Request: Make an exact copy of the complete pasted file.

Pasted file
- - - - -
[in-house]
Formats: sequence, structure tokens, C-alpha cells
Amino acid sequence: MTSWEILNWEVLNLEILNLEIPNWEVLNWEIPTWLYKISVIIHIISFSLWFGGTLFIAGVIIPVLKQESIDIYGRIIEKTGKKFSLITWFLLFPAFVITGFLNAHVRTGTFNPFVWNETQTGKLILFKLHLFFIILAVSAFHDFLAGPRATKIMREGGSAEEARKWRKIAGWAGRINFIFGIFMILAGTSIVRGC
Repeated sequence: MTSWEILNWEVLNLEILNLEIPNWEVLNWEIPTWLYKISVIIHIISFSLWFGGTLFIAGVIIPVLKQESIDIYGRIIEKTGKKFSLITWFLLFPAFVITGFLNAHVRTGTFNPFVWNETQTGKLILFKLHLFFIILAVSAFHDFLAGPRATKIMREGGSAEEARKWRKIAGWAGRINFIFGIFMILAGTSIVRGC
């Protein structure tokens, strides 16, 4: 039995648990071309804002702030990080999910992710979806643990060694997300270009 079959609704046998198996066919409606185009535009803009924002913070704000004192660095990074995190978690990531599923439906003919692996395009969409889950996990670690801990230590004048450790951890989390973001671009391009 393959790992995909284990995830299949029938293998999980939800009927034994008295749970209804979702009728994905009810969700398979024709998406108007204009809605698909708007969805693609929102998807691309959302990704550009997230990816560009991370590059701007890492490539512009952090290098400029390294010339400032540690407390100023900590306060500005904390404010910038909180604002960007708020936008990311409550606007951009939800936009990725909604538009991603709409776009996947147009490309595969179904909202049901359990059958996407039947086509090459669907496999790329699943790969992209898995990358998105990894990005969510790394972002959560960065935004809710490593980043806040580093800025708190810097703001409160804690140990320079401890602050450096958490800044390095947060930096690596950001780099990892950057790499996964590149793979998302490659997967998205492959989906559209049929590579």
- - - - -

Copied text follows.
[in-house]
Formats: sequence, structure tokens, C-alpha cells
Amino acid sequence: MTSWEILNWEVLNLEILNLEIPNWEVLNWEIPTWLYKISVIIHIISFSLWFGGTLFIAGVIIPVLKQESIDIYGRIIEKTGKKFSLITWFLLFPAFVITGFLNAHVRTGTFNPFVWNETQTGKLILFKLHLFFIILAVSAFHDFLAGPRATKIMREGGSAEEARKWRKIAGWAGRINFIFGIFMILAGTSIVRGC
Repeated sequence: MTSWEILNWEVLNLEILNLEIPNWEVLNWEIPTWLYKISVIIHIISFSLWFGGTLFIAGVIIPVLKQESIDIYGRIIEKTGKKFSLITWFLLFPAFVITGFLNAHVRTGTFNPFVWNETQTGKLILFKLHLFFIILAVSAFHDFLAGPRATKIMREGGSAEEARKWRKIAGWAGRINFIFGIFMILAGTSIVRGC
């Protein structure tokens, strides 16, 4: 039995648990071309804002702030990080999910992710979806643990060694997300270009 079959609704046998198996066919409606185009535009803009924002913070704000004192660095990074995190978690990531599923439906003919692996395009969409889950996990670690801990230590004048450790951890989390973001671009391009 393959790992995909284990995830299949029938293998999980939800009927034994008295749970209804979702009728994905009810969700398979024709998406108007204009809605698909708007969805693609929102998807691309959302990704550009997230990816560009991370590059701007890492490539512009952090290098400029390294010339400032540690407390100023900590306060500005904390404010910038909180604002960007708020936008990311409550606007951009939800936009990725909604538009991603709409776009996947147009490309595969179904909202049901359990059958996407039947086509090459669907496999790329699943790969992209898995990358998105990894990005969510790394972002959560960065935004809710490593980043806040580093800025708190810097703001409160804690140990320079401890602050450096958490800044390095947060930096690596950001780099990892950057790499996964590149793979998302490659997967998205492959989906559209049929590579």